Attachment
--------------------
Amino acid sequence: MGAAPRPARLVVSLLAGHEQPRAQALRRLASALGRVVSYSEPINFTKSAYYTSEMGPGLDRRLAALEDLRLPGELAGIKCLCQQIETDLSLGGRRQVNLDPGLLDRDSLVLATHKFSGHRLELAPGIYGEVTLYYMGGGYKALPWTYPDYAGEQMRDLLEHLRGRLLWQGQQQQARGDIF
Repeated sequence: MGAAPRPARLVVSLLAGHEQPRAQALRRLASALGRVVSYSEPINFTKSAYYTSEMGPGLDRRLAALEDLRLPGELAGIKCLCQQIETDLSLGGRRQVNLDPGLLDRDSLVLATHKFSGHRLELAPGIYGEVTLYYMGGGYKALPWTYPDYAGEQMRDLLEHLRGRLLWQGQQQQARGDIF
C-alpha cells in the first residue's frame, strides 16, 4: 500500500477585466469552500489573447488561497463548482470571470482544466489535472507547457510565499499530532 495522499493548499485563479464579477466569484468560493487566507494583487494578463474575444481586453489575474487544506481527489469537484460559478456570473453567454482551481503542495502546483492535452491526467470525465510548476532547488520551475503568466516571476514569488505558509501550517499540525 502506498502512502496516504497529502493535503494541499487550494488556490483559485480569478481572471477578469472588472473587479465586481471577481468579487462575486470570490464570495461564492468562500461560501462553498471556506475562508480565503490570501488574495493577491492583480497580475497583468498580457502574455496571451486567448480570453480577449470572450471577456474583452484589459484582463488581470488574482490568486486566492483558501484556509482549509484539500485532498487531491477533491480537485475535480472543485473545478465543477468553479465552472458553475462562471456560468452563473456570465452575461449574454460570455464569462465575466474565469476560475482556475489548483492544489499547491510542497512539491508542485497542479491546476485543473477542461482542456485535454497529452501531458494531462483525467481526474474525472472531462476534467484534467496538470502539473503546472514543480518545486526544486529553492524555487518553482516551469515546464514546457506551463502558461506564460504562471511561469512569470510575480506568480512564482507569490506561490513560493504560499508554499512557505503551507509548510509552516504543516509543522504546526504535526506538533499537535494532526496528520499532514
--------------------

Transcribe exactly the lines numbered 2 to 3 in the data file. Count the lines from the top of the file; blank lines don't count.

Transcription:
Repeated sequence: MGAAPRPARLVVSLLAGHEQPRAQALRRLASALGRVVSYSEPINFTKSAYYTSEMGPGLDRRLAALEDLRLPGELAGIKCLCQQIETDLSLGGRRQVNLDPGLLDRDSLVLATHKFSGHRLELAPGIYGEVTLYYMGGGYKALPWTYPDYAGEQMRDLLEHLRGRLLWQGQQQQARGDIF
C-alpha cells in the first residue's frame, strides 16, 4: 500500500477585466469552500489573447488561497463548482470571470482544466489535472507547457510565499499530532 495522499493548499485563479464579477466569484468560493487566507494583487494578463474575444481586453489575474487544506481527489469537484460559478456570473453567454482551481503542495502546483492535452491526467470525465510548476532547488520551475503568466516571476514569488505558509501550517499540525 502506498502512502496516504497529502493535503494541499487550494488556490483559485480569478481572471477578469472588472473587479465586481471577481468579487462575486470570490464570495461564492468562500461560501462553498471556506475562508480565503490570501488574495493577491492583480497580475497583468498580457502574455496571451486567448480570453480577449470572450471577456474583452484589459484582463488581470488574482490568486486566492483558501484556509482549509484539500485532498487531491477533491480537485475535480472543485473545478465543477468553479465552472458553475462562471456560468452563473456570465452575461449574454460570455464569462465575466474565469476560475482556475489548483492544489499547491510542497512539491508542485497542479491546476485543473477542461482542456485535454497529452501531458494531462483525467481526474474525472472531462476534467484534467496538470502539473503546472514543480518545486526544486529553492524555487518553482516551469515546464514546457506551463502558461506564460504562471511561469512569470510575480506568480512564482507569490506561490513560493504560499508554499512557505503551507509548510509552516504543516509543522504546526504535526506538533499537535494532526496528520499532514